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Are savings bonds a good way to save?

Savings bonds may or may not be the best way for you to save. It depends in large part on your savings goals and needs. Savings bonds are backed by the full faith and credit of the U.S. government. As such, they are generally deemed very safe investments. In addition, savings bonds are readily available and can be exchanged at most banks. They are also available through payroll deduction plans and automatic purchase plans. Moreover, interest earned on savings bonds is exempt from state and local taxes. In some cases, interest income may also be exempt when the proceeds are used for educational expenses. In short, if you have low tolerance for risk and want a tax-advantaged savings vehicle that is both liquid and simple to administer, you should definitely consider savings bonds.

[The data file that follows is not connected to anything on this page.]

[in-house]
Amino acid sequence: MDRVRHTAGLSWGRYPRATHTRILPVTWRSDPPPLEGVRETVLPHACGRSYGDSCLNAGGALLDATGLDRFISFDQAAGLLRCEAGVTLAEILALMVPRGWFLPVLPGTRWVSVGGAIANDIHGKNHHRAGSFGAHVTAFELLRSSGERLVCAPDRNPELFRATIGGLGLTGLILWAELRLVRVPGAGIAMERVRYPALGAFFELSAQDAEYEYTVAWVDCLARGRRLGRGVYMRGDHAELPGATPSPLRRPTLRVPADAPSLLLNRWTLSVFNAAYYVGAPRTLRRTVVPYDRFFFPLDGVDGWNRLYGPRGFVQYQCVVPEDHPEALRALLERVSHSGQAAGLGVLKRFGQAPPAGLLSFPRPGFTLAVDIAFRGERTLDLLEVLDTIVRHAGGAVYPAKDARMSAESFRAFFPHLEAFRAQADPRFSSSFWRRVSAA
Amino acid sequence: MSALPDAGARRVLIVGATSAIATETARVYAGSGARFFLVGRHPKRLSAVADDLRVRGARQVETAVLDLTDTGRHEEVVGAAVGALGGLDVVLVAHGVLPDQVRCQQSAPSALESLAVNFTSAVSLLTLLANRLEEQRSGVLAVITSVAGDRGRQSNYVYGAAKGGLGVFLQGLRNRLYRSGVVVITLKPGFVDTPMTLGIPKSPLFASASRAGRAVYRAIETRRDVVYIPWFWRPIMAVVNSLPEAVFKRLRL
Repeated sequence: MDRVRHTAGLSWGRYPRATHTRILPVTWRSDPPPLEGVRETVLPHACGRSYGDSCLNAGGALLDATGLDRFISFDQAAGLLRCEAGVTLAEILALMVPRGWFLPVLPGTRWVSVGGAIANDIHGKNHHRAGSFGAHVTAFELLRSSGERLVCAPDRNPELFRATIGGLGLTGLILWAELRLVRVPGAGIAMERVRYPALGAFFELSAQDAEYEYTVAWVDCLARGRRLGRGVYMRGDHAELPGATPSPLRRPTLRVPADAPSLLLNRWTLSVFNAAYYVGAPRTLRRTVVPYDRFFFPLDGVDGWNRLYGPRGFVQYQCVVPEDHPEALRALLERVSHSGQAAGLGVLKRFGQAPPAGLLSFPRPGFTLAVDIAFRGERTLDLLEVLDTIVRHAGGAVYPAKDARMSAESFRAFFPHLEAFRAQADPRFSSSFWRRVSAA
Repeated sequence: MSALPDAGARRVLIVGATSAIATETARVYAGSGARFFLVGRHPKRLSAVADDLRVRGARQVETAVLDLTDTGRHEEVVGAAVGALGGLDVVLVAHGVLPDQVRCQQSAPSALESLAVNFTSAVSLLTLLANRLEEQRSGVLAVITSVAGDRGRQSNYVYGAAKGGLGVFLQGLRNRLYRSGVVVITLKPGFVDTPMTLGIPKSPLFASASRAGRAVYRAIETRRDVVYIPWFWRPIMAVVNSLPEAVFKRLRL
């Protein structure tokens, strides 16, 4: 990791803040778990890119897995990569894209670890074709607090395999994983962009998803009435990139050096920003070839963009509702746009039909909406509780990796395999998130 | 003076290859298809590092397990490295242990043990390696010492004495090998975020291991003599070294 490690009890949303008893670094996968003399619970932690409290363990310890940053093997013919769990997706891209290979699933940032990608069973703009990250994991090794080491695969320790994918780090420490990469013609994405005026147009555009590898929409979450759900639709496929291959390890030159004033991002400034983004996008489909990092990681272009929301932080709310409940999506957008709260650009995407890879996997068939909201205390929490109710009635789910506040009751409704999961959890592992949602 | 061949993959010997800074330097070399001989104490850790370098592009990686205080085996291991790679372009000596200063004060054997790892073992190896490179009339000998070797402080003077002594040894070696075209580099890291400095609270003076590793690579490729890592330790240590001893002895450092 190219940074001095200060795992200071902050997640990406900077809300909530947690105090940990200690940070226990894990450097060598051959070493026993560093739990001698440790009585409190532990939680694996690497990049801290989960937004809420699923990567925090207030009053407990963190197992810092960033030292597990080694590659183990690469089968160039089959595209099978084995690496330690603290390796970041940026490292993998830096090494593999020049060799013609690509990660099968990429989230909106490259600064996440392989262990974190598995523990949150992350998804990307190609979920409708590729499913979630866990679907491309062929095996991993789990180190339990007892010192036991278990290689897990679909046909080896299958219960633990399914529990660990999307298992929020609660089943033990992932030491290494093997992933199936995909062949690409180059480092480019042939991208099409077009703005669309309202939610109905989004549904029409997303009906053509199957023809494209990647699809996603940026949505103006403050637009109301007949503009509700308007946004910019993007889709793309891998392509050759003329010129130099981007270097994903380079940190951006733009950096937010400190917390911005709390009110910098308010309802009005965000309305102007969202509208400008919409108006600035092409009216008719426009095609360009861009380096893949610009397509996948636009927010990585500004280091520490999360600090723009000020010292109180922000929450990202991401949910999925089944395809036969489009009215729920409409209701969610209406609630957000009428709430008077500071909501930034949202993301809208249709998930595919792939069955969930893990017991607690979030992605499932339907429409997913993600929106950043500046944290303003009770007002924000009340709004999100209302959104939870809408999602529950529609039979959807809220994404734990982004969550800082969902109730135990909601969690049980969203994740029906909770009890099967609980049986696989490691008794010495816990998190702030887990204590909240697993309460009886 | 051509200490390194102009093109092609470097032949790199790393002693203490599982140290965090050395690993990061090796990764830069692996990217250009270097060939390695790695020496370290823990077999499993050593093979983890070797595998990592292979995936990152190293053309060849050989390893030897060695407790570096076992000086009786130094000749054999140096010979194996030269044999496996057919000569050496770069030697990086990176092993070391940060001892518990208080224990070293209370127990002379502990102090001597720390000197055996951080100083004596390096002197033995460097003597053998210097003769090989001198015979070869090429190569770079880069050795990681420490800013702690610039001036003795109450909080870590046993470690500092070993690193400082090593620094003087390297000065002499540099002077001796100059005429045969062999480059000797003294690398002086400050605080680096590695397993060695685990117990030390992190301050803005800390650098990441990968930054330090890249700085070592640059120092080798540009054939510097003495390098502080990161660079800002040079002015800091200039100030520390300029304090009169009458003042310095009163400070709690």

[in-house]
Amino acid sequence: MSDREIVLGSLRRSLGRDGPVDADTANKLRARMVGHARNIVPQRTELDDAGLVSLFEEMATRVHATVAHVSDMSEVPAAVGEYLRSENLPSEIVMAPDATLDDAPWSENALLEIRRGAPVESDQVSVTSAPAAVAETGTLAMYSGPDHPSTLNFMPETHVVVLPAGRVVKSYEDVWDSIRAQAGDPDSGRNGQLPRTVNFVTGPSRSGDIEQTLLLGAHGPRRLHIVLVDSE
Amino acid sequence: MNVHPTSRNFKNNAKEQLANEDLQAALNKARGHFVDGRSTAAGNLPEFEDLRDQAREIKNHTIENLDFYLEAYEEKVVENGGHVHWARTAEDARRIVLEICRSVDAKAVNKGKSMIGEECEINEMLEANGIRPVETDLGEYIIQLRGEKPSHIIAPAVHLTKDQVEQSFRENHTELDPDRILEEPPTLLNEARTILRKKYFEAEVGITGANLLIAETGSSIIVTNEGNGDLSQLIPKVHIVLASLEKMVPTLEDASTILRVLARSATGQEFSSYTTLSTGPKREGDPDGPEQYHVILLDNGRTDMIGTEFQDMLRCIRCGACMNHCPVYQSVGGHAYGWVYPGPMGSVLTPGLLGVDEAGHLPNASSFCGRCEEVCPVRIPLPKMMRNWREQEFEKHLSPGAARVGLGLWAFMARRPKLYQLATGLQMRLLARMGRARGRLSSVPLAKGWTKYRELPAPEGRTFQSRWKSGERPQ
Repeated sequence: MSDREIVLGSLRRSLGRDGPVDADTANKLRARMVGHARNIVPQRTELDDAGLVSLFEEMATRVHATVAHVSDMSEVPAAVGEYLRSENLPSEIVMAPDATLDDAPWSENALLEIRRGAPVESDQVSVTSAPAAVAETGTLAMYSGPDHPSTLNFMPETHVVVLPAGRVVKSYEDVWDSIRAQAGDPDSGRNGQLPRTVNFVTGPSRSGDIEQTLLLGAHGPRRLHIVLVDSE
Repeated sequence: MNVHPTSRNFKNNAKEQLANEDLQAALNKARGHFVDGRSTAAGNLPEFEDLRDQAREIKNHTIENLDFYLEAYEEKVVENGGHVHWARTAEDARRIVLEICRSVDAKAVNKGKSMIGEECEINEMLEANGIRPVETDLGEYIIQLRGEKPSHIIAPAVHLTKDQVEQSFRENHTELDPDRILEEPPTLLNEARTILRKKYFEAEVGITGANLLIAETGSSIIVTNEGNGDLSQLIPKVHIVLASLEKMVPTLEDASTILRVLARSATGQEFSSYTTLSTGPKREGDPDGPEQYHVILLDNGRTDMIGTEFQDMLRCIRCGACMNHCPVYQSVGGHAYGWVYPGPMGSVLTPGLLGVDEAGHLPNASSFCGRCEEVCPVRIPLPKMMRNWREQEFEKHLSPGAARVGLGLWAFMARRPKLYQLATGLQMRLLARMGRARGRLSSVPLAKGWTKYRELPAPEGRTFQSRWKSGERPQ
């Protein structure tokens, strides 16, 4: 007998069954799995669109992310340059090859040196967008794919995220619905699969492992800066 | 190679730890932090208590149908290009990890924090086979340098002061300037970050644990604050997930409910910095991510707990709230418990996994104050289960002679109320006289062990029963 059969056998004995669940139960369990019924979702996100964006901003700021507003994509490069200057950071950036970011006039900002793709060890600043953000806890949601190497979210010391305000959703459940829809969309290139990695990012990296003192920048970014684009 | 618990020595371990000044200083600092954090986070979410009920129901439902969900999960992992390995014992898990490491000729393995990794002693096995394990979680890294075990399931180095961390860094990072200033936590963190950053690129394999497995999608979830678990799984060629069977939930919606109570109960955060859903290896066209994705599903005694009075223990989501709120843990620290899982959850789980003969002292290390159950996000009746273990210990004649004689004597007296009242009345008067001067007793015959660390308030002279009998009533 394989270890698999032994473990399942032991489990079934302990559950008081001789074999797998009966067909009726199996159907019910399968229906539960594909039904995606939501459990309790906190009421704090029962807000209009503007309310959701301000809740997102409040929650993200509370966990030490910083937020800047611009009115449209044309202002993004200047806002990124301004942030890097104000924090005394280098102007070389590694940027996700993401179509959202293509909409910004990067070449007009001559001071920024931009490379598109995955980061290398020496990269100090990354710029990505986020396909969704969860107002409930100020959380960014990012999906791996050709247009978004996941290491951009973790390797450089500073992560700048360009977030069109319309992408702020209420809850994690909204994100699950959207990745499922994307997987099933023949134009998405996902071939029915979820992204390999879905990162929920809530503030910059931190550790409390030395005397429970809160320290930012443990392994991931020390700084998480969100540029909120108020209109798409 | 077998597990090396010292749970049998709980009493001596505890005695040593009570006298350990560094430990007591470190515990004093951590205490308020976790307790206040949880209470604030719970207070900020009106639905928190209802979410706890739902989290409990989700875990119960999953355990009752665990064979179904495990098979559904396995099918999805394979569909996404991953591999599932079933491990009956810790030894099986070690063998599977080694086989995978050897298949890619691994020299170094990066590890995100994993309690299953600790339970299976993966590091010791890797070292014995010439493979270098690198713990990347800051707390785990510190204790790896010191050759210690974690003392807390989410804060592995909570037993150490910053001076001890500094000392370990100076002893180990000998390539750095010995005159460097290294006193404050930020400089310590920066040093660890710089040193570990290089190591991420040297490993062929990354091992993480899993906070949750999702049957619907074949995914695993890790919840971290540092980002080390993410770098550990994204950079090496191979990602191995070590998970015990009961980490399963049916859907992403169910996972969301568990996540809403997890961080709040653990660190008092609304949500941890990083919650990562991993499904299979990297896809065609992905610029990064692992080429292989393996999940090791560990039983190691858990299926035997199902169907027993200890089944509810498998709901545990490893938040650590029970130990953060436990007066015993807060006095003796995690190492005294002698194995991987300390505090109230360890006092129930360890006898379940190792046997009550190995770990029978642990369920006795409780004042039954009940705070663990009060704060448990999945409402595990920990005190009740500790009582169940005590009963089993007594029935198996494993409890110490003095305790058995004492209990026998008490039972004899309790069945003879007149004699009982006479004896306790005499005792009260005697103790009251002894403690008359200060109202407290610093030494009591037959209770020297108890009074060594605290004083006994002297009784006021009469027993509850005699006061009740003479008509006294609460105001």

Savers who shun savings bonds argue that it is difficult to calculate the value of savings-bond interest rates. Multiple rate schedules, interest rates pegged to other government securities, and yet-to-be-determined rate structures make it difficult for most consumers to calculate how much they are earning on their investments and how much "savings" they have accumulated on any given date. Moreover, most savings bonds will not protect you from inflation (Series I bonds are the exception, with semiannual adjustments for inflation). Also, there is a limit on the amount you can invest in savings bonds in any calendar year. Finally, your savings bonds cannot be sold or used as collateral for a loan.